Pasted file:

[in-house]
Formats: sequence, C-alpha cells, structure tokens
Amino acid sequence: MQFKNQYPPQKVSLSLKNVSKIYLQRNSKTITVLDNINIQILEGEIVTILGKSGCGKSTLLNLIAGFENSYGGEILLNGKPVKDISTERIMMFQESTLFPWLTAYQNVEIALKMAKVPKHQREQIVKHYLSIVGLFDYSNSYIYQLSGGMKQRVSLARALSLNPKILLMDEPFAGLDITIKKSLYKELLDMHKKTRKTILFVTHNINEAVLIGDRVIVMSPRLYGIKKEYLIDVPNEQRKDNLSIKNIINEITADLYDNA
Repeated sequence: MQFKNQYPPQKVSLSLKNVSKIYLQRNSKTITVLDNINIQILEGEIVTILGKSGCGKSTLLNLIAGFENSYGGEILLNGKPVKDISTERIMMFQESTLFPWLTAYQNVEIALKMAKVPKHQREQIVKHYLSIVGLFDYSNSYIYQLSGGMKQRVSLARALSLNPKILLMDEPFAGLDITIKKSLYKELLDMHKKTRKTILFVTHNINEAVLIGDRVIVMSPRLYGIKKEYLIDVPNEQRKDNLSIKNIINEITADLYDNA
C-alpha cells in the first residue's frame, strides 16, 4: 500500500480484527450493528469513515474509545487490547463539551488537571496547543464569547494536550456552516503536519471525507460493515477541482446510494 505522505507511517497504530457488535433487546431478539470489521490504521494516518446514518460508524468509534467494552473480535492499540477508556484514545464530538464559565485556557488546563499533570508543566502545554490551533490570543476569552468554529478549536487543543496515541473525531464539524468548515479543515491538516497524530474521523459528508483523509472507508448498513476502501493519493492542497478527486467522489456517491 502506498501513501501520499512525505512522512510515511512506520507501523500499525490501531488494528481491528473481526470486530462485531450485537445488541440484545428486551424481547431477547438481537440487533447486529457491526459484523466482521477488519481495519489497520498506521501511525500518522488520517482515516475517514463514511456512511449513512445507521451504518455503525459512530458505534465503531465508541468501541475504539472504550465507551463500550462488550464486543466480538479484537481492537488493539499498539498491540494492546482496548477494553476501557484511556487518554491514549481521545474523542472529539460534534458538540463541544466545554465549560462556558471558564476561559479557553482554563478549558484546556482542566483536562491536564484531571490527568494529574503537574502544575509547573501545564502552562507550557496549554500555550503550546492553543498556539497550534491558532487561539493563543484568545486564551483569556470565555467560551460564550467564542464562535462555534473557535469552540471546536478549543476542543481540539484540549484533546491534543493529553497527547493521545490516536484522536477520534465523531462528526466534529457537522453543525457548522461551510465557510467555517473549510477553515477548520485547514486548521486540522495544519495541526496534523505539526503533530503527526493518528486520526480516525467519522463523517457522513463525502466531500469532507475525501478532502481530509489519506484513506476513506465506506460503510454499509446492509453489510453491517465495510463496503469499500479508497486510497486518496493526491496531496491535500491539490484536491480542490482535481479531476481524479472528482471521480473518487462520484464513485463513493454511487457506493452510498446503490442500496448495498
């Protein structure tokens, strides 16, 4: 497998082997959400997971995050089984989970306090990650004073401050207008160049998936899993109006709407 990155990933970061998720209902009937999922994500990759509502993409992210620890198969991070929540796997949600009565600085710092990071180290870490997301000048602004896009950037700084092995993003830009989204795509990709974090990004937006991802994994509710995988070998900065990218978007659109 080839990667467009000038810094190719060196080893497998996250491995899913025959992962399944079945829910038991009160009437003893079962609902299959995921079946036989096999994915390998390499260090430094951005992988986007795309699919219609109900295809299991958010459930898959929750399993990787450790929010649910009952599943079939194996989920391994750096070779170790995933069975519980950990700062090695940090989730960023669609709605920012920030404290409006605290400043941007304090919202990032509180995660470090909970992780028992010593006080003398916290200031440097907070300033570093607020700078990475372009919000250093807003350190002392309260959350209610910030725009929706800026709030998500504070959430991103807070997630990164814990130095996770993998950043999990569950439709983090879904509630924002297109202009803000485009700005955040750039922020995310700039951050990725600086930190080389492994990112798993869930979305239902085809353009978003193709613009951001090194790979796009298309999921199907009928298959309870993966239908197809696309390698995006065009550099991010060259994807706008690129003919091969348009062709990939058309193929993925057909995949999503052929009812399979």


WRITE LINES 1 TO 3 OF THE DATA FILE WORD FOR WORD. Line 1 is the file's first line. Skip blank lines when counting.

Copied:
[in-house]
Formats: sequence, C-alpha cells, structure tokens
Amino acid sequence: MQFKNQYPPQKVSLSLKNVSKIYLQRNSKTITVLDNINIQILEGEIVTILGKSGCGKSTLLNLIAGFENSYGGEILLNGKPVKDISTERIMMFQESTLFPWLTAYQNVEIALKMAKVPKHQREQIVKHYLSIVGLFDYSNSYIYQLSGGMKQRVSLARALSLNPKILLMDEPFAGLDITIKKSLYKELLDMHKKTRKTILFVTHNINEAVLIGDRVIVMSPRLYGIKKEYLIDVPNEQRKDNLSIKNIINEITADLYDNA